In the first-ever all mail-in ballot held in St. Lucie County, voters chose to approve a proposed one mill property tax increase that would go toward funding teacher pay and school security.
The unofficial results show 66 percent of voters approved the referendum, while 34 percent opposed it.
In all, nearly 67,000 voters participated via mail in the special election. All ballots were due by 7 p.m. Tuesday night.
The tax hike, which will last for four years, is projected to raise about $22 million per year. Of the money raised, 70 percent would go to boosting teacher pay, 25 percent would be used on school safety improvement, 4 percent would help expand mental health services, and 1 percent would go toward other school programs.
Starting teachers in St. Lucie County currently make $37,760, which is lower than teachers in surrounding counties.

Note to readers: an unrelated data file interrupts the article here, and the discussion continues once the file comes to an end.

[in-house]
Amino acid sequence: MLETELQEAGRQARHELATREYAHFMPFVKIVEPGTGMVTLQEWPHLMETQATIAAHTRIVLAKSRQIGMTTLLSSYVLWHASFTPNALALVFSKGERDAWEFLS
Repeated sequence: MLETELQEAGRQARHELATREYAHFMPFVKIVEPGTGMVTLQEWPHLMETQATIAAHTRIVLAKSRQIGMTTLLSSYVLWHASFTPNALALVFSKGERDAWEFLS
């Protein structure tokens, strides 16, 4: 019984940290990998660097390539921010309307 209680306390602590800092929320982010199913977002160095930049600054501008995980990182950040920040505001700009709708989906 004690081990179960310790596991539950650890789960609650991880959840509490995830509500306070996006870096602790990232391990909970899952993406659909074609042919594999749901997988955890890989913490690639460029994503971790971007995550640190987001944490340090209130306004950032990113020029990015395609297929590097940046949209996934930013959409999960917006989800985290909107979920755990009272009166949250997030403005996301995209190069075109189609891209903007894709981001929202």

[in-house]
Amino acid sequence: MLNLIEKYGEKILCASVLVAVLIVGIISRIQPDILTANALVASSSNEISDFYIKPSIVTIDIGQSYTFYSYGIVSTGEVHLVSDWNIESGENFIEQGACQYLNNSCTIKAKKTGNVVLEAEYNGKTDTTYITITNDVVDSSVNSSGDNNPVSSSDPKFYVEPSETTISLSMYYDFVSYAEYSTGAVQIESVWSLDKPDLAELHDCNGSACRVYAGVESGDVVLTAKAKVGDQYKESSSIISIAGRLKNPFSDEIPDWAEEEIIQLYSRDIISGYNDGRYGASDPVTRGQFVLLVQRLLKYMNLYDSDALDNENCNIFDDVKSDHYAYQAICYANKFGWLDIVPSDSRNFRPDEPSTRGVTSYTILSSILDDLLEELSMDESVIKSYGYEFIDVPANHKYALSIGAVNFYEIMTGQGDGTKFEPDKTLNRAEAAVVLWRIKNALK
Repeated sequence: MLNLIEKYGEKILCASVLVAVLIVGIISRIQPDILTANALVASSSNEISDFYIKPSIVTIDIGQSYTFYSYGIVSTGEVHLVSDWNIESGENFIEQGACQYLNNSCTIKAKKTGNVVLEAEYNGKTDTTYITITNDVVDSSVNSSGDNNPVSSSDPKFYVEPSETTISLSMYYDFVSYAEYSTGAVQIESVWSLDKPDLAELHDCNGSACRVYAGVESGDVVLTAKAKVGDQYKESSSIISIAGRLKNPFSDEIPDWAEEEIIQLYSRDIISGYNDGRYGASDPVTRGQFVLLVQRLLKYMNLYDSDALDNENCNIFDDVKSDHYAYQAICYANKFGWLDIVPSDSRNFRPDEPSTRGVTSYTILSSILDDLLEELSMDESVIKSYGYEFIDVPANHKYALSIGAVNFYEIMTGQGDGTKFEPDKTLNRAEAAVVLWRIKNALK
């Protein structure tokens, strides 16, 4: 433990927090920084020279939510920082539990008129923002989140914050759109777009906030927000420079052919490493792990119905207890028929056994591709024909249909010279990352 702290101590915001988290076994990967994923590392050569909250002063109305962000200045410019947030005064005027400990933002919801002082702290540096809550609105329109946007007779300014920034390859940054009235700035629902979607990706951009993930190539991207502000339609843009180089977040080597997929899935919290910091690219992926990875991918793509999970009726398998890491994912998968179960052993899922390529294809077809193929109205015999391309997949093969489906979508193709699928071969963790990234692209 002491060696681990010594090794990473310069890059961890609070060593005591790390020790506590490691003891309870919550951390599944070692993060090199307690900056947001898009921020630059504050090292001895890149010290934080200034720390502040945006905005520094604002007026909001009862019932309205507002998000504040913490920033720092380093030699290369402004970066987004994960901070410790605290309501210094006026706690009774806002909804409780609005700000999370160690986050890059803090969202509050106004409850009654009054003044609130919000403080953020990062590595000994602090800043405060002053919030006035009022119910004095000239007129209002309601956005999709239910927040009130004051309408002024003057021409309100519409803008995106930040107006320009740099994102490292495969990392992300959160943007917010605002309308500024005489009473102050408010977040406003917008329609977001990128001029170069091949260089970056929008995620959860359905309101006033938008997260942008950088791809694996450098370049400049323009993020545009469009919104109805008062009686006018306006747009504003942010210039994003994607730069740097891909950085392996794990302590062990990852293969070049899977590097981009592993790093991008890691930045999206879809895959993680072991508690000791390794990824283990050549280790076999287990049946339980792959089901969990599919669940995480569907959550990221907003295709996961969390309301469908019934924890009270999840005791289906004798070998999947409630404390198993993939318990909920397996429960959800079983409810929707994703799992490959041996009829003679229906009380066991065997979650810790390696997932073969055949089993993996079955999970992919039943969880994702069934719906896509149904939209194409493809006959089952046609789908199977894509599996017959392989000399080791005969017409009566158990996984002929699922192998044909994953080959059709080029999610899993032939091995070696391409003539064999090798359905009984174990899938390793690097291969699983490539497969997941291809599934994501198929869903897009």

“The record number of returned ballots and support from our community speaks volumes to the value placed on a quality public school education system,” said St. Lucie County Superintendent E. Wayne Gent following the vote.
“High performing students must have high performing teachers, and they must have opportunities to learn on safe and secure campuses.”
The St. Lucie Classroom Teachers’ Association also released a statement celebrating the referendum’s passage.
“The vote tonight was more than a referendum for additional funding for salaries, safety, and mental health services,” said Rebecca Petrie, the group’s Vice President.
“It was a community commitment to our students, our educators, and our future.”
The county’s spending of the money raised by the tax bump will be overseen by a Citizens Advisory Committee.